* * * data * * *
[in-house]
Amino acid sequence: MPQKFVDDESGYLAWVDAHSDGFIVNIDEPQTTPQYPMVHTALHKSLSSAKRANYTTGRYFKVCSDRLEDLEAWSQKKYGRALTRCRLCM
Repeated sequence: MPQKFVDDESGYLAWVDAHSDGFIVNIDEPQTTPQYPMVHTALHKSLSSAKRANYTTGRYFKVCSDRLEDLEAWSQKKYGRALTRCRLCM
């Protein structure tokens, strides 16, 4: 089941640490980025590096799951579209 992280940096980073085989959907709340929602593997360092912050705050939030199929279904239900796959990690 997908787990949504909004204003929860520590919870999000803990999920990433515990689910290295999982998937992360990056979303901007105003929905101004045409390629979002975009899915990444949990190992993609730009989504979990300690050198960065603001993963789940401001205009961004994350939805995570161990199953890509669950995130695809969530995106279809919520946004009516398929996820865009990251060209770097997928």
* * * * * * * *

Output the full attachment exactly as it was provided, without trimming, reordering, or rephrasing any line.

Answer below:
[in-house]
Amino acid sequence: MPQKFVDDESGYLAWVDAHSDGFIVNIDEPQTTPQYPMVHTALHKSLSSAKRANYTTGRYFKVCSDRLEDLEAWSQKKYGRALTRCRLCM
Repeated sequence: MPQKFVDDESGYLAWVDAHSDGFIVNIDEPQTTPQYPMVHTALHKSLSSAKRANYTTGRYFKVCSDRLEDLEAWSQKKYGRALTRCRLCM
């Protein structure tokens, strides 16, 4: 089941640490980025590096799951579209 992280940096980073085989959907709340929602593997360092912050705050939030199929279904239900796959990690 997908787990949504909004204003929860520590919870999000803990999920990433515990689910290295999982998937992360990056979303901007105003929905101004045409390629979002975009899915990444949990190992993609730009989504979990300690050198960065603001993963789940401001205009961004994350939805995570161990199953890509669950995130695809969530995106279809919520946004009516398929996820865009990251060209770097997928």